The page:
what they didn't know and when they didn't know it
The argument is now as familiar, as depressing—and, yes, as unhealthy-- as a bout with the flu. Cardinal Mahony said that back in the 1980s he put a predatory priest back to work (and withheld evidence of the priest’s crimes) because he didn’t know then what he knows now about the problem of sexual abuse. Honestly, your Uncle Di is tired of pointing out the absurdity of that argument. So let me turn to Cathy Lynn Grossman of USA Today, who makes the obvious point:
Evidently a cardinal -- a title given to so-called princes of the church, the men who can elect a pope and serve as his closest advisers in governance of the worldwide church -- in 1986 couldn't reach the moral conclusion that people who molest children can't be priests.
Meanwhile across the pond, Cardinal Cormac Murphy-O’Connor introduced himself to a group of Irish priests with the highly original observation that he is a “wounded healer,” who made his own mistake, failing to rein in a molester. For that failure, he recalls, “I was attacked and vilified for nearly two years.” Do those sound like the words of a man who knows that he did something seriously wrong? The cardinal answered that question just a few sentences later, discussing the results of his meetings with abuse victims:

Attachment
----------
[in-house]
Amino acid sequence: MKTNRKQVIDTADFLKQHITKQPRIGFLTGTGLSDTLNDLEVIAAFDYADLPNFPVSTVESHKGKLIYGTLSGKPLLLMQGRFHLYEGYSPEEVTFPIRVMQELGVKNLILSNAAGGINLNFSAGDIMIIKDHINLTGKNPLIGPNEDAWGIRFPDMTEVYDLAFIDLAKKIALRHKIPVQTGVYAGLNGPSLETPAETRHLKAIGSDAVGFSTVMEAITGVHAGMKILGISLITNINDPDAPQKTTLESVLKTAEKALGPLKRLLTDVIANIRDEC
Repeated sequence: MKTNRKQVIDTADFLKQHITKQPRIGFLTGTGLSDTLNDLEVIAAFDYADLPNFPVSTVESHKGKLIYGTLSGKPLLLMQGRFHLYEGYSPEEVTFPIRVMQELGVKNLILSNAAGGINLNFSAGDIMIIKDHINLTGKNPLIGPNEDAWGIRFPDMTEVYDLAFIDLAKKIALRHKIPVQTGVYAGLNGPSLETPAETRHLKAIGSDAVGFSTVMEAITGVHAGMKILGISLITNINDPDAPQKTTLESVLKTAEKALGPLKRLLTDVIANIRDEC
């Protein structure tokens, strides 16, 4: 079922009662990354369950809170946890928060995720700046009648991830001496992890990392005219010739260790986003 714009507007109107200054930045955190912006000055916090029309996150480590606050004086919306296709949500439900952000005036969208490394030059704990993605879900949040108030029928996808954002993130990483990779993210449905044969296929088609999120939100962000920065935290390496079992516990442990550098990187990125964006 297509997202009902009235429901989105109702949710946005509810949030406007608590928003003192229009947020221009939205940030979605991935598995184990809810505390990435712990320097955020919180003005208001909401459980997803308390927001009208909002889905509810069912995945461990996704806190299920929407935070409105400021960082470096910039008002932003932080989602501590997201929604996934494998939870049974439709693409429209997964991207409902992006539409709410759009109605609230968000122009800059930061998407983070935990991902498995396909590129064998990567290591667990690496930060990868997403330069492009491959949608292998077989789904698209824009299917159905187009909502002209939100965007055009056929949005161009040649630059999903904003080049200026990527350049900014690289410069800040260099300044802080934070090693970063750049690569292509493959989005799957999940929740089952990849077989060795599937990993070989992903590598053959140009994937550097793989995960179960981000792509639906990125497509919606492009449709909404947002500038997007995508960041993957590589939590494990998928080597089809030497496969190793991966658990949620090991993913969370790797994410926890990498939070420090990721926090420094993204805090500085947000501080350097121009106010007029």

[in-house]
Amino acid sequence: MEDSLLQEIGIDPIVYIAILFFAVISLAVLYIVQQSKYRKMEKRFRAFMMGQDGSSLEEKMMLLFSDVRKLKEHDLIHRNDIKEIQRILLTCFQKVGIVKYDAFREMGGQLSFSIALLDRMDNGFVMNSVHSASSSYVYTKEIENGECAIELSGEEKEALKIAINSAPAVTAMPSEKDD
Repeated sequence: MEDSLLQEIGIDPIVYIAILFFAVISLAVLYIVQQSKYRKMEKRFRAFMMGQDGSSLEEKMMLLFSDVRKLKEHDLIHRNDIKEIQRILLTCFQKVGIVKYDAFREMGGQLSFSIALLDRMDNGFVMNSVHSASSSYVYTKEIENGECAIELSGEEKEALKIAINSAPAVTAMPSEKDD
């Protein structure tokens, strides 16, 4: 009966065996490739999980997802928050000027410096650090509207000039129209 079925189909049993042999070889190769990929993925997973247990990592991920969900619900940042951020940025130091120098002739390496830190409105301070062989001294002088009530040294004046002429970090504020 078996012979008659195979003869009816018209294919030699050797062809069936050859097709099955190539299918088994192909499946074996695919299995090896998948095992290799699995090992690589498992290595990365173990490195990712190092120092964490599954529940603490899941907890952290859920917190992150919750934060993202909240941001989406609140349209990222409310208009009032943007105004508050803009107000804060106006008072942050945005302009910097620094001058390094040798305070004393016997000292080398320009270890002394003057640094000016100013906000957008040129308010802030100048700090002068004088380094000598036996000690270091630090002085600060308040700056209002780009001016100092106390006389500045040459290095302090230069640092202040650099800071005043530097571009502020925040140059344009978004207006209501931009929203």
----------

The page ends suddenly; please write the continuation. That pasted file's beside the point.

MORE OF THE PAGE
But I also began to understand in a new way, by talking with victims, the pain and grave damage done to them.
Yup! There’s that same argument lurking behind the cardinal’s language. He didn’t understand, back then, that sexual assault causes “pain and grave damage” to young people.
It’s disheartening to think that at this late date, Catholic prelates are still telling pathetic little fibs to excuse their negligence. But it’s even worse, in a way, to think that they’re telling the absolute truth. Because if they really didn’t know that sexual abuse of children is a very serious matter, it’s frightening to think that men incapable of such rudimentary moral judgments cast votes in a papal election.
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